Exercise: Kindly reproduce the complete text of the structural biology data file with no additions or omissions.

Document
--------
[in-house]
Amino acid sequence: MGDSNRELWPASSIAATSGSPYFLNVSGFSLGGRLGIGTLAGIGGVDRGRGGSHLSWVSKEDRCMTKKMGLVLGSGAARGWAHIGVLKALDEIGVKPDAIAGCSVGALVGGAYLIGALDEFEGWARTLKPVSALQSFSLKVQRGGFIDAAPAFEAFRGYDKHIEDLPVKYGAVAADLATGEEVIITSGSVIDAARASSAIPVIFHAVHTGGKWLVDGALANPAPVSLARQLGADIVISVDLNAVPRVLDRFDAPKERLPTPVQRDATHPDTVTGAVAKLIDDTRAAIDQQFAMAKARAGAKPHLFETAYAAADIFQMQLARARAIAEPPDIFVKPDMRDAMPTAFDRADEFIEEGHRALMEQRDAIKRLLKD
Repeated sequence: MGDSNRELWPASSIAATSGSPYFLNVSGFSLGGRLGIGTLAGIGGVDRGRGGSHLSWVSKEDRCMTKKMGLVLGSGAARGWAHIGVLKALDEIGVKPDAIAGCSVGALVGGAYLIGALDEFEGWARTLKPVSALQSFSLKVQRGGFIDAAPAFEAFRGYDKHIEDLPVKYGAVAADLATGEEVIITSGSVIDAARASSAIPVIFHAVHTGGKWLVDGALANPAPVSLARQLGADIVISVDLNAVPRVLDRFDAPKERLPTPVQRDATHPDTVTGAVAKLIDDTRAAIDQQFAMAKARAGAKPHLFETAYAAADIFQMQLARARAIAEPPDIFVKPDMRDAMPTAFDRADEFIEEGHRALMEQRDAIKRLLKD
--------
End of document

[in-house]
Amino acid sequence: MGDSNRELWPASSIAATSGSPYFLNVSGFSLGGRLGIGTLAGIGGVDRGRGGSHLSWVSKEDRCMTKKMGLVLGSGAARGWAHIGVLKALDEIGVKPDAIAGCSVGALVGGAYLIGALDEFEGWARTLKPVSALQSFSLKVQRGGFIDAAPAFEAFRGYDKHIEDLPVKYGAVAADLATGEEVIITSGSVIDAARASSAIPVIFHAVHTGGKWLVDGALANPAPVSLARQLGADIVISVDLNAVPRVLDRFDAPKERLPTPVQRDATHPDTVTGAVAKLIDDTRAAIDQQFAMAKARAGAKPHLFETAYAAADIFQMQLARARAIAEPPDIFVKPDMRDAMPTAFDRADEFIEEGHRALMEQRDAIKRLLKD
Repeated sequence: MGDSNRELWPASSIAATSGSPYFLNVSGFSLGGRLGIGTLAGIGGVDRGRGGSHLSWVSKEDRCMTKKMGLVLGSGAARGWAHIGVLKALDEIGVKPDAIAGCSVGALVGGAYLIGALDEFEGWARTLKPVSALQSFSLKVQRGGFIDAAPAFEAFRGYDKHIEDLPVKYGAVAADLATGEEVIITSGSVIDAARASSAIPVIFHAVHTGGKWLVDGALANPAPVSLARQLGADIVISVDLNAVPRVLDRFDAPKERLPTPVQRDATHPDTVTGAVAKLIDDTRAAIDQQFAMAKARAGAKPHLFETAYAAADIFQMQLARARAIAEPPDIFVKPDMRDAMPTAFDRADEFIEEGHRALMEQRDAIKRLLKD